1. Create time blocks. Once you’ve collected all the relevant content for each unit, create blocks of study time on each calendar day (or every other day) for reviewing each unit, one by one, until you’ve carefully studied all of the material for the class. We recommend time blocks of one to two hours, but you may need more or less depending on your course confidence. Your goal is to comprehend the material to the point at which you can reproduce it.


6. Repeat this process for each final exam. Since you’ll likely have more than one final to prepare for, you’ll need to repeat this process for each class you have and study for all of the finals in parallel. Make sure to leave blocks on your calendar for review of these other classes, as well. Your study blocks might vary in length based on your familiarity with the material in each class. Additionally, you can’t study all day, every day, so be realistic and prioritize. We don’t recommend more than eight hours of study time in any one day—and that’s the absolute maximum. Rest and recovery are important for your success, too!


Review this sample study plan:

I used Google Calendar to plot out time blocks for history, French, and precalculus finals. 

When to Start Studying for Finals

You’ll notice that I’m studying precalculus every day in the first week—that’s because I’m a little shaky on some of that material. I feel pretty confident about my French class, however, so I’ve blocked out study time for that class on every other day, an hour at a time. And because I think my history final is going to be challenging, I’ve marked off a lot of time for reviewing that material.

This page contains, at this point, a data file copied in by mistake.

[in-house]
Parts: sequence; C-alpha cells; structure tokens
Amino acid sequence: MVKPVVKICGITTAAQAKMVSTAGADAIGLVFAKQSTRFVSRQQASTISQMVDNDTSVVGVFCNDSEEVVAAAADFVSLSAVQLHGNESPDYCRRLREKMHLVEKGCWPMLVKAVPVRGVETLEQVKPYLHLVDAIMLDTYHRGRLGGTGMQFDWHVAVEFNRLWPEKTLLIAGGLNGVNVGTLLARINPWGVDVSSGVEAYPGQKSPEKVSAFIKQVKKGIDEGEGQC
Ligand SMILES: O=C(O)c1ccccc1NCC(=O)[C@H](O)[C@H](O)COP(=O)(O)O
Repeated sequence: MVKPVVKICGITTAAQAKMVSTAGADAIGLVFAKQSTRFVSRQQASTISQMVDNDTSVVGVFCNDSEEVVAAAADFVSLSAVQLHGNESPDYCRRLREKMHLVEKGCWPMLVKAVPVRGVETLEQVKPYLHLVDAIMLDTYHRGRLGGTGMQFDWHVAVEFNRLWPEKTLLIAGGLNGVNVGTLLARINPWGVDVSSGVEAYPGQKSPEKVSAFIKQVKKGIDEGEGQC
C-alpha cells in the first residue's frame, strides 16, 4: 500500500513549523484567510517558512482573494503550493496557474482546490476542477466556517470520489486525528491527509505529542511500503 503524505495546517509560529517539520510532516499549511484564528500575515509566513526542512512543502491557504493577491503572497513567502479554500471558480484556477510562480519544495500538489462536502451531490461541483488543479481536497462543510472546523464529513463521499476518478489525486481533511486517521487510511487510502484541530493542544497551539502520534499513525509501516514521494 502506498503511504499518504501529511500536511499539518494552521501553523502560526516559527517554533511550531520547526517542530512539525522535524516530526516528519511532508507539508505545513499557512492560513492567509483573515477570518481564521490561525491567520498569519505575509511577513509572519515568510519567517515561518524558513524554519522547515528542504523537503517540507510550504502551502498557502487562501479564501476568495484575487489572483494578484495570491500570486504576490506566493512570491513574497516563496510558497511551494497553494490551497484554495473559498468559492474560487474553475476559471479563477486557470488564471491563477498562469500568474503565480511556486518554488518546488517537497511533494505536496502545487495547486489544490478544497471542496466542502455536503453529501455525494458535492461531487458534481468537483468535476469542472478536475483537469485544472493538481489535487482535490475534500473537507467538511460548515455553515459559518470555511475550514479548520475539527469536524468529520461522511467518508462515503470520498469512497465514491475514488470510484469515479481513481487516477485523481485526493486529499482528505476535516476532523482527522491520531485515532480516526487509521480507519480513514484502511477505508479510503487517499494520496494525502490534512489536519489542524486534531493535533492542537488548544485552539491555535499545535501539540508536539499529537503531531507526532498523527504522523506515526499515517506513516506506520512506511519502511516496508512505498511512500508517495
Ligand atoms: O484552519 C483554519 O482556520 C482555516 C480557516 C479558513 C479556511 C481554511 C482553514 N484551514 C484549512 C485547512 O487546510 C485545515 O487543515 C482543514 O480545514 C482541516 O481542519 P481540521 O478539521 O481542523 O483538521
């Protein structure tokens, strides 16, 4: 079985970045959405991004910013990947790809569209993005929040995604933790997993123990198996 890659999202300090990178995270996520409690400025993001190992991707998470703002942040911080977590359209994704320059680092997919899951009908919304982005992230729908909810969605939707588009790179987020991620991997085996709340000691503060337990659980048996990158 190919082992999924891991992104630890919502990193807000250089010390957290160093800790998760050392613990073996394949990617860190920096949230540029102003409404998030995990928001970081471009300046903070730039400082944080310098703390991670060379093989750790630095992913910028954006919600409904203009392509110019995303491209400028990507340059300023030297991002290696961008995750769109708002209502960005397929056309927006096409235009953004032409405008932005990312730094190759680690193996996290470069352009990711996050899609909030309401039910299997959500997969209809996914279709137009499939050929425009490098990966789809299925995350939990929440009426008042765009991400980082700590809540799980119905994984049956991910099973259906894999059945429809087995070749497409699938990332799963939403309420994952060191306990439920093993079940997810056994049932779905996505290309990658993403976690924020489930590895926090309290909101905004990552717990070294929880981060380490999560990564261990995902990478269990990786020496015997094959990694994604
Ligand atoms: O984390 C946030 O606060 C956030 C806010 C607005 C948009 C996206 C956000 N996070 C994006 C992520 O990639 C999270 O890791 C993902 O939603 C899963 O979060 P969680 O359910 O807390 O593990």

Towards the end of my second week of focused studying, when finals are right around the corner, I’ve set aside time to review all the units for each class. This is when I’ll do practice problems as well.

Tackling your timeline

You’ll notice that I created a two-week study plan. You may have more—or less— time to study for finals. No matter how much time remains, you should create an organized study plan before you begin.

Now let’s talk about the ideal study timeline, and how to navigate your studying when you’ve procrastinated a bit too long.


When Should You Start Studying for Finals?

If you’re asking, the answer is probably: RIGHT NOW.

But don’t panic. (Panic has never helped anyone pass a test!) Instead, follow our guidelines and begin building healthier time management habits that you can take with you to college and your future career.

Example #1: Finals are 4-6 weeks away